George MacDonald Fraser, Flashman and the Mountain of Light, 1990.
March 2, 2015
David Warren on the oddly named “Digby Chicken” and “Bombay Duck” along with a paean to the joys of food shopping in Parkdale:
Parkdale, which is to say, the inner core of the Greater Parkdale Area, in which the High Doganate is located, is a melting pot of innumerable overlapping ethnications. Among our most exotic immigrants are those from the far east: Nova Scotia, for instance, and Newfoundland. Shopping, at least for food in Parkdale, is a treat. We have every sort of specialist grocery, and in effect, groceries within groceries. One gets one’s Tibetan yak sausage, for instance, from a Serbian butcher whose store is cowboy-themed; ingredients for one’s Somali maraq from the Sinhalese grocery (via their Maldivian connexion); but the exhilarating, cardamom-infused gashaato instead via the Sikh Punjabis, as supplement to their Bengali sweets. Note, this culinary cross-dressing is the opposite of multiculturalism. Rather I would call it, “downmarket fusion.”
This being Lent, I try to avoid fish on Fridays. There’s enough of that for the other days, beans on rice will do, or perhaps sinfully on the last two Fridays, I indulged a craving for sweet potato in a Siamese red sauce. I woke this morning with a craving for salt, as well as protein, and as God is merciful, recalled to mind a little platter of Digby chicks in my fridge — obtained some days before from the Maritime ethnic section of a cheap local supermarket.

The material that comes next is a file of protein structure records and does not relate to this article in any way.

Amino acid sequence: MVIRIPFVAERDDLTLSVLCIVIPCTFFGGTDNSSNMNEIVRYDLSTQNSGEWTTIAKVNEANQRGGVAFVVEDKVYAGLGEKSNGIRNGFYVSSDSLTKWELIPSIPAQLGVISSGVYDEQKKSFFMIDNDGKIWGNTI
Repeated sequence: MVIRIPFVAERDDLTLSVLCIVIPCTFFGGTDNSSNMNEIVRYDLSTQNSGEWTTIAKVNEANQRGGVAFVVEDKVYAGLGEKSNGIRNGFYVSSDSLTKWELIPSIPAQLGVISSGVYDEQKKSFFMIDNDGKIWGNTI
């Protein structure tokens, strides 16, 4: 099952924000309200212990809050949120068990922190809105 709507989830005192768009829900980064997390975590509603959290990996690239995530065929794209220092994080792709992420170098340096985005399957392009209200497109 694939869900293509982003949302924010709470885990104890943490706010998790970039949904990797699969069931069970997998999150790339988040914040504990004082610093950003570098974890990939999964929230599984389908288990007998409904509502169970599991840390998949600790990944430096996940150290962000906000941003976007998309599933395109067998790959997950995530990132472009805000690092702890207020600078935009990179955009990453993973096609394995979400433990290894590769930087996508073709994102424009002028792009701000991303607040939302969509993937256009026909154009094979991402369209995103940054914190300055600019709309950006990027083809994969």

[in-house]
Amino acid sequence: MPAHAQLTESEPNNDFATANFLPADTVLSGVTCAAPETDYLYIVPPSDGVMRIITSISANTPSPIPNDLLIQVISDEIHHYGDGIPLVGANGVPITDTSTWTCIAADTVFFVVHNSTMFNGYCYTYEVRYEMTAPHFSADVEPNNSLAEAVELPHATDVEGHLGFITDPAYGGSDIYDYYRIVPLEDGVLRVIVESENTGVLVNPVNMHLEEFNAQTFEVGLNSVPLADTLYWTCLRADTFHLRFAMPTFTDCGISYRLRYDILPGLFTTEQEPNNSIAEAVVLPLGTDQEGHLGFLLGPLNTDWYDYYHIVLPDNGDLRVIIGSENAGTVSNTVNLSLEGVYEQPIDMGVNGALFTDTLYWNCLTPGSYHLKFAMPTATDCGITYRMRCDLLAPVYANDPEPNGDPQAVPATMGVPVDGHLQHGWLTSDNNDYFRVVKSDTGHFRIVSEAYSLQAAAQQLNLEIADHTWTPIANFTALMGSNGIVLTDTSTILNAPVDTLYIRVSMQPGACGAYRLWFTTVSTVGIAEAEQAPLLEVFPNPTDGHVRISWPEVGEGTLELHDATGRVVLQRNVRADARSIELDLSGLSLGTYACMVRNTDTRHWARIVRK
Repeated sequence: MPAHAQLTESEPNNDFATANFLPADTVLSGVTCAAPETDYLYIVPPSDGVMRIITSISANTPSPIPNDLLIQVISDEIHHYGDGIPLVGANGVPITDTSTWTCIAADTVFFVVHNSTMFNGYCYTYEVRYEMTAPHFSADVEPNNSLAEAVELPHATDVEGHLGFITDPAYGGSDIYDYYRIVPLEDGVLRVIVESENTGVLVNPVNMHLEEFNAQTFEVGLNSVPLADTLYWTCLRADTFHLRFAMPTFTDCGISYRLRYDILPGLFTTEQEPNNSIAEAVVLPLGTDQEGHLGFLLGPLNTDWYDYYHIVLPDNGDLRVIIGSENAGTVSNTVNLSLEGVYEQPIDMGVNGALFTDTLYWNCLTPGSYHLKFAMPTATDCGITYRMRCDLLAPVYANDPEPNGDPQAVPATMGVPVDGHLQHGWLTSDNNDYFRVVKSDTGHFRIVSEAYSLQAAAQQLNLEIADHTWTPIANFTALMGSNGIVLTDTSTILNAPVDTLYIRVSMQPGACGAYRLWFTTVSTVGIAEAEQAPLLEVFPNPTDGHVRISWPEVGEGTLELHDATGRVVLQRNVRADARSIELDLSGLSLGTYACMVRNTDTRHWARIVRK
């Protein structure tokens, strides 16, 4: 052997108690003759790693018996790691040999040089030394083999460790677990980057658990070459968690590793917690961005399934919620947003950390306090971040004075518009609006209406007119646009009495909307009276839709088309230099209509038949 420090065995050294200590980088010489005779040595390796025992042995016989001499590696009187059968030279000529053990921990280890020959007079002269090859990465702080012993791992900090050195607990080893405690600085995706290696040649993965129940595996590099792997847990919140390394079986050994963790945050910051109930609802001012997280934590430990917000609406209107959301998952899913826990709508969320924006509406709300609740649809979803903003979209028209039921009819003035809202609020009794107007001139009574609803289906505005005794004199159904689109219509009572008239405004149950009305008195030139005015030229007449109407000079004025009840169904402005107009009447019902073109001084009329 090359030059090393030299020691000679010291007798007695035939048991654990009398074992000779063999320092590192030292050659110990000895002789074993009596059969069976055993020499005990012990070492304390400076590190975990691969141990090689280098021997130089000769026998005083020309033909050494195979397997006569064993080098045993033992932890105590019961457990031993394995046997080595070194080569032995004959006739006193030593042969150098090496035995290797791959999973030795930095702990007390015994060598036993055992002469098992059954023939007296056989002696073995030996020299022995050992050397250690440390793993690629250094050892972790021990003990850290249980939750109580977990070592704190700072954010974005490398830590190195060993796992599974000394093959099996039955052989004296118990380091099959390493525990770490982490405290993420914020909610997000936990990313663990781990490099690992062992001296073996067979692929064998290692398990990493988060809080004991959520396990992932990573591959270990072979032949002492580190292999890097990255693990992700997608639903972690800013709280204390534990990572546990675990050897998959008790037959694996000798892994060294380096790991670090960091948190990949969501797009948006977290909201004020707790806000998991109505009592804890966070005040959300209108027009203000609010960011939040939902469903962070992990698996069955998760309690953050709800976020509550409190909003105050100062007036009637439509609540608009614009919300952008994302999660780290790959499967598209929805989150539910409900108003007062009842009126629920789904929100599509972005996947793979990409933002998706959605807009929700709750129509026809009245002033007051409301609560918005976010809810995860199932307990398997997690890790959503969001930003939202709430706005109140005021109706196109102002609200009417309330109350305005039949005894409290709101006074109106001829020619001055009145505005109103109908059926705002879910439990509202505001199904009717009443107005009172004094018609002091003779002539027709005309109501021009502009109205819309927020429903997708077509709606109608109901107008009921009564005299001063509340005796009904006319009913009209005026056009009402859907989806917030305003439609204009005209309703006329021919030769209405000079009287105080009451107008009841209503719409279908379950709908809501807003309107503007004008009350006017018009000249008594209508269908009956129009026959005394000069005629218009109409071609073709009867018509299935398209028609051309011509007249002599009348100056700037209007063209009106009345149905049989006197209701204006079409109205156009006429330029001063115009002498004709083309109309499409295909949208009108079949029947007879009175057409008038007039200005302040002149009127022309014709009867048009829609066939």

Digby Chicken has long been Nova Scotia’s answer to Bombay Duck. The latter, also salty, and so powerful in flavour and scent that it requires careful packaging, is actually a fish, the bummalo. Gentle reader may already be trying to construct an etymology from that, but there is no hope for him. The fish is actually harvested from the waters off Bombay. It was transported from there by rail, in the good old days of British Imperialism, aboard the Bombay Dhak (i.e. the Bombay Mail), which gave rise to such expressions as, e.g. “You smell like the Bombay Dhak.” Surely, that will be enough to go on.
February 18, 2015
“John Company” — the Honourable East India Company, described by Macaulay as “the strangest of all governments … for the strangest of all empires”, was Britain’s presence in India, with its own armed forces, civil service, and judiciary, until after the Indian Mutiny of 1857, when it was replaced by direct rule of the Crown. Flashman’s definition of its boundaries in 1845 is roughly correct, and although at this period it controlled less than half of the sub-continent, his expression ‘lord of the land” is well chosen: the Company was easily the strongest force in Asia, and at its height had a revenue greater than Britain’s and governed almost one-fifth of the world’s population. (See The East India Company by Brian Gardner (1971).)